Thursday, January 19, 2017

My Ass on a Plate

In one of my first chances to fly in 'benign' Kyushu after successfully negotiating the topographical and aerial wilds of full-on New Zealand, I got my ass handed to me on a plate at the Kanemi-dake flight area in southern Kyushu.  Mind you, the terrain around Kanemi is not the easiest place to do XC, which is part of the reason I like it.  First of all, the altitude difference between the launch and LZ is only 290m in a distance of 1.5 km, making for a minimum glide-slope of 5.2, giving one no second-chances: if you can't catch a thermal where you are, you simply must move forward or you won't make the LZ.  A sprawling range extends eastward from the launch, but consists of a maze of similar low-angle ridges spreading spider-like out from a series of indistinct summits.  In between these are steep-sided, narrow, unlandable valleys so that there is not only no place to catch ridge lift, but in fact, the whole zone is a zoo of rotors.  Woe will befall the pilot who descends to ridge height anywhere but well upwind where the ridges meet the Miyakonojo plain, where he may at least land out.  Yet, to fly XC, one must stay well inside this mess where there is higher ground and a chance of reliable thermals.  With only a few pilots challenging this landscape, the area's potential remains largely unexplored.

The ranges east of Kanemi-dake, from an earlier flight...
On takeoff at Kanemi, the first challenge is just not to do a sledder.  It took me about half-a-dozen trips here to figure out how to do that:  one must feel out and hover in pockets of ephemeral, weak lift, waiting for the occasional proper thermal.  This day, a local pilot pointed out the thermal for me and soon we were both at 1500m, well clear and above the low hills.  Time to make a move.

Topping out and eyeing the XC route to the east.

There was some amount of wind expected, and indeed felt, but the forecast said it should weaken as one goes east (deeper into the range).  Most local pilots avoid the range and just head downwind (roughly south) into some friendly flats but unfortunately this route is one-way only and dead-ends after about 25 km.  I wanted a little more adventure, and it did not seem unreasonable.

GFS forecast clearly shows wind weaker on the east side (Kanemi is circled; for scale, the arrows are about 25km apart, and wind speed is in m/s for this forecast for winds at 1000m height).
Looking at my track in retrospect too, nothing too unusual can be seen.  I am moving across the wind, finding lift, maintaining height, and the thermaling slinkies do not indicate the wind getting stronger.  The terrain gradually rises ahead and no obvious venturis or such are expected; on the contrary I was only expecting things to improve.  I am making about 15 km/h into the wind on trim and  should I need to get out, I have enough height to make it to the plains if I push a little bar.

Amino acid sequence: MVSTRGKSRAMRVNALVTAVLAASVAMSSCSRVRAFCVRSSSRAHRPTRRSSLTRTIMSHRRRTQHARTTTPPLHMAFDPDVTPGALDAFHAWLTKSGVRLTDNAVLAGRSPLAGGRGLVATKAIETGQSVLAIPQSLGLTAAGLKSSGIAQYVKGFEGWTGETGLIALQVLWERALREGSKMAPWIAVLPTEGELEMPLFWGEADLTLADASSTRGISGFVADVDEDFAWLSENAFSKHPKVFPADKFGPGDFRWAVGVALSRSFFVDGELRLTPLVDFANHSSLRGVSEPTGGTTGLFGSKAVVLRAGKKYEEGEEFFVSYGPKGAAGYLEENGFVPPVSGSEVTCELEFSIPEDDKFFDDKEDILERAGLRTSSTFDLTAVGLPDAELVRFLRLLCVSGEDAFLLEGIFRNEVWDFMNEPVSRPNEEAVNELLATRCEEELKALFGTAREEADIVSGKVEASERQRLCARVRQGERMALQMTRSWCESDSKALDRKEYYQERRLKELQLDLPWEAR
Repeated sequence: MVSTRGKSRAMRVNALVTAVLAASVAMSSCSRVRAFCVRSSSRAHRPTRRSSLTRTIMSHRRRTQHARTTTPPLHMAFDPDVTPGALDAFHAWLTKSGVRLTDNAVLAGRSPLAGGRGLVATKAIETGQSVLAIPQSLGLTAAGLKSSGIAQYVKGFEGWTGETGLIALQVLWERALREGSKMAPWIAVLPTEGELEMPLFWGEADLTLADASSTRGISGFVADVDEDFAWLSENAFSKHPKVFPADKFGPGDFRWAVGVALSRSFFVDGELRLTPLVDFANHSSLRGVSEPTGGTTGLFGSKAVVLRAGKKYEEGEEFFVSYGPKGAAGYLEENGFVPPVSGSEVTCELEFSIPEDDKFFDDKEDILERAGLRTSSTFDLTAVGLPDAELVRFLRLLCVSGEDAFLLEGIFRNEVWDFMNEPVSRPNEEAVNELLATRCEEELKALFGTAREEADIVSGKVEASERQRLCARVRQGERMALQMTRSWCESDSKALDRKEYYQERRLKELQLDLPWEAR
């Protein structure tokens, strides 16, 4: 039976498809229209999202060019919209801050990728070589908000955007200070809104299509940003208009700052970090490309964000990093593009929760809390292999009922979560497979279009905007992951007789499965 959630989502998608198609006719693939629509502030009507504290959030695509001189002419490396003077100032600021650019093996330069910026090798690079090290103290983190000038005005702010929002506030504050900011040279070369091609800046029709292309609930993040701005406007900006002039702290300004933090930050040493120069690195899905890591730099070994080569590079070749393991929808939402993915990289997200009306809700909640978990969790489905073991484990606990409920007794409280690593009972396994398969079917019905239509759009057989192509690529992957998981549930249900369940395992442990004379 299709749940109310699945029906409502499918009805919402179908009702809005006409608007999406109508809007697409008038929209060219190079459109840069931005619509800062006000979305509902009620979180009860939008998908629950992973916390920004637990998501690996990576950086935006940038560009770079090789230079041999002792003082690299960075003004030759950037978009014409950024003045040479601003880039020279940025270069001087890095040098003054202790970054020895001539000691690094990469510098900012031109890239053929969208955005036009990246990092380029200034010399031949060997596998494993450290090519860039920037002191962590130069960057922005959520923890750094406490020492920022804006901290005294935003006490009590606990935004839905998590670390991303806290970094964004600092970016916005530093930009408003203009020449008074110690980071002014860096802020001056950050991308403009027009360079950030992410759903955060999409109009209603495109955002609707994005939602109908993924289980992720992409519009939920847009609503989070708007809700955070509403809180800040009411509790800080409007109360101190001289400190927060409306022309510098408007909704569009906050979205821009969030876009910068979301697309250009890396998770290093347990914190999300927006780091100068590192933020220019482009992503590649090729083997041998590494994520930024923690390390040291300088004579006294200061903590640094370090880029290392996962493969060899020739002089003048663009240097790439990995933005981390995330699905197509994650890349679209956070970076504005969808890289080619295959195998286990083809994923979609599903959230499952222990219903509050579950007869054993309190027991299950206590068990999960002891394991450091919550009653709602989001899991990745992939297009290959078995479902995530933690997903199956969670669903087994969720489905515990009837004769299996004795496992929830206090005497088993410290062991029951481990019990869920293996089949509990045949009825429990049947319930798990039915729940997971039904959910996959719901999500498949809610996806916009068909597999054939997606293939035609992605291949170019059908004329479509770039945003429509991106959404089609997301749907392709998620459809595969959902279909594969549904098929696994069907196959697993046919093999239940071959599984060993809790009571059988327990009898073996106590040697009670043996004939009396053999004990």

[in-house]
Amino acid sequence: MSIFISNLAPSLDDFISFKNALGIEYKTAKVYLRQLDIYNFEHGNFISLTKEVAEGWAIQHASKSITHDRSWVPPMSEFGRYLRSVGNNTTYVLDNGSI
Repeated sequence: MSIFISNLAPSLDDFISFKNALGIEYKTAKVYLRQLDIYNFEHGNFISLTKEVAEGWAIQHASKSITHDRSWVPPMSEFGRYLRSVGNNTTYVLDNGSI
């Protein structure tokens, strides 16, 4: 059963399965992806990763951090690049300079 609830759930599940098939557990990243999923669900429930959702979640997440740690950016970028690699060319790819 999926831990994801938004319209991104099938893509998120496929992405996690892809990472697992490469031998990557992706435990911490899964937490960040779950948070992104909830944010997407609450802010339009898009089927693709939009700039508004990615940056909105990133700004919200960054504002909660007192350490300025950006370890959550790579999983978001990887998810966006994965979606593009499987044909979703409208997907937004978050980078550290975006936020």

And then suddenly, I find myself in severe sink, and so much wind that I am making very little forward progress even on full bar.  Convinced it's a local thing, I press on, and a few minutes later I'm hitting roughage and still not making progress.  Another minute and I'm having trouble keeping the glider open over my head.  Obviously no more bar!  But I still think I might make it out if I follow the ridge slope.  Another minute and a cravat later, that's out of the question.  I spy a tiny clearing in the slope, turn tail and actually nail it - a minor miracle and dangerous too in that washing-machine air.  I land on an old forest road, a space just beg enough to lay out a wing.  But the wing keeps going and gets caught in a scrubby mess of vines overhead.  Happy to be alive, I'm not too upset to call it a day and spend the next three hours cutting down small trees and branches with a handsaw, then picking a mess of twisted vines out of my lines.  Too bad I was not in a mood to take some pictures, though, to give an idea of what a mess it really was. At least it was a good upper-body workout!

Crash and burn in the wilds of Miyazaki.  You can see my struggles in the rotor zone, including getting blown backwards while sorting out the cravat.  The clearing is too small to be clearly seen on the imagery.  The puzzling thing is seeing the comfortable thermals less than a kilometer away, and no obvious cause for the sink or venturi I experienced!
.  I am still puzzled about how this debacle could have been expected and/or avoided.  Every time I fail at something, particularly when it's dangerous, I spend hours analyzing what I might have done better.  This is perhaps the first time where such analysis has not revealed anything besides 20/20 hindsight and some local knowledge gained.  Flying XC, I regularly take much greater calculated risks than this one.  This line is committing but does not seem suicidal.  Besides, I've flown it before.  The topography seems benign compared to, say, New Zealand.  Unless someone can convince me otherwise, I am left thinking this is just one of those things that shows us we can't have complete control of nature, even if we don't make any mistakes.  There is always an inherent risk in this sport, which we cannot control, and this time it just caught up to me.  Luckily, this time my gear and I both escaped unharmed.

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